Columbia Montrail Trinity MX Trail Running Shoe review in a nutshell: if you're looking for a handsome, max-cushion trail running shoe with a secure upper and a lovely, plush midsole, look no further than the Montrail Trinity MX.
For some reason, Columbia is one of those brands I use continuously, yet I hardly ever get around to writing about it. For example, I've been using the Facet 75, the hiking boots that turn you into a goat, for months with great pleasure, but I keep putting off writing about it because there are always new deadlines and other products to write about.
I ended up in a similar situation with Columbia Montrail Trinity MX Trail Running Shoes. I was sent a sample months ago, and I used the shoes extensively, climbing the Sugar Loaf in Wales and going on bikepacking tours, but until now, I simply couldn't find the time to share my experience. I'm here to rectify this and tell you: these are some of the best trail running shoes out there for cushioning as well as looks. Why? Read my review to find out!
Columbia Montrail Trinity MX Trail Running Shoe review: price and availability
Launched in April 2023, the Columbia Montrail Trinity MX Trail Running Shoes are available to buy now directly from Columbia UK, Columbia US for a recommended retail price of £145/ $160—AU price and availability TBC. The shoes are currently available in two colourways, Ocean Blue/ Collegiate Navy and Black/ White. I tested the latter, although, from a running dynamics point of view, all colourways are the same (obviously).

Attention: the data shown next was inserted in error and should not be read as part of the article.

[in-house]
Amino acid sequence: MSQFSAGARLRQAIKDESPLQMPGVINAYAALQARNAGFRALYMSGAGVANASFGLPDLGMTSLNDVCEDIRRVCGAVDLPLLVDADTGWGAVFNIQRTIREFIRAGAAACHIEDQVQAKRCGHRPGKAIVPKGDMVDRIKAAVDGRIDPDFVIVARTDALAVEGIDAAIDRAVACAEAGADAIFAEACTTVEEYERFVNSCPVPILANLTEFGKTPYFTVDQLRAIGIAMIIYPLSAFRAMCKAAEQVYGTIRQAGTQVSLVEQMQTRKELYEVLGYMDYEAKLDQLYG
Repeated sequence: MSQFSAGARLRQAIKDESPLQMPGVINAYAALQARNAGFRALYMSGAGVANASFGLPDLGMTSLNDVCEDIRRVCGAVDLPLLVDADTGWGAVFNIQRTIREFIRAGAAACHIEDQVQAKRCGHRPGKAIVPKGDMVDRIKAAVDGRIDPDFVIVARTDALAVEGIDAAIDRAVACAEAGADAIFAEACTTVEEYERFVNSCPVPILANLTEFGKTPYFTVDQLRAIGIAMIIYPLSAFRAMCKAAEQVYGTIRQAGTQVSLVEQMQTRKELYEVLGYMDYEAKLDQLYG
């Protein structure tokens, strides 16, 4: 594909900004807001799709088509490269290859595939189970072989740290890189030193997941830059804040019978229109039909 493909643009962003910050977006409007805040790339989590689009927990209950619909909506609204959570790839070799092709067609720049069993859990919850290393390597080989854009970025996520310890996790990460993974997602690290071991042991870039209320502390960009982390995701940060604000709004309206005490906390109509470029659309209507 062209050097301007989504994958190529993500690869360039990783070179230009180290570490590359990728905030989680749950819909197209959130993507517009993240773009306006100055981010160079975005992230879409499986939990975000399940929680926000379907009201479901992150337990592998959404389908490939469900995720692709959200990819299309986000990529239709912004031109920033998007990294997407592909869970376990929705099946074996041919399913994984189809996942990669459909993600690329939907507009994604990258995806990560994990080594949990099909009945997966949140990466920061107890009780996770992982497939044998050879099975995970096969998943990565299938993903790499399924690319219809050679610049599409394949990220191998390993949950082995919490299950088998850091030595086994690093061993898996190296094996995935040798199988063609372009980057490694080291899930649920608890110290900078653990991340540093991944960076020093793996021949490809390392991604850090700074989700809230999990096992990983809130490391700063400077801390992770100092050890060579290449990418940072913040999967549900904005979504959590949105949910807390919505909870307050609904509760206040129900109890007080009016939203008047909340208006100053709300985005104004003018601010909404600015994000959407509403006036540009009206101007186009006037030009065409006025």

Columbia Montrail Trinity MX Trail Running Shoe review: specifications
- Stack height: 36mm heel/ 28mm forefoot
- Drop/offset: 8 mm
- Lug depth: 5 mm
- Weight: 12.2 oz/ 346.9g (Per Shoe, US Size 9)
- Midsole: Techlite PLUSH
- Insole: OrthoLite Eco
- Outsole: Adapt Trax
- Best for: cushioning
Columbia Montrail Trinity MX Trail Running Shoe review: technology
The Columbia Montrail Trinity MX Trail Running Shoes are all about stability and secure fit over uneven terrain. They feature a seamless mesh upper with asymmetrical lacing and Columbia's own Navic Fit System that uses a lace-webbing setup that wraps the navicular bone in your midfoot and keeps your heel in place for long-term comfort.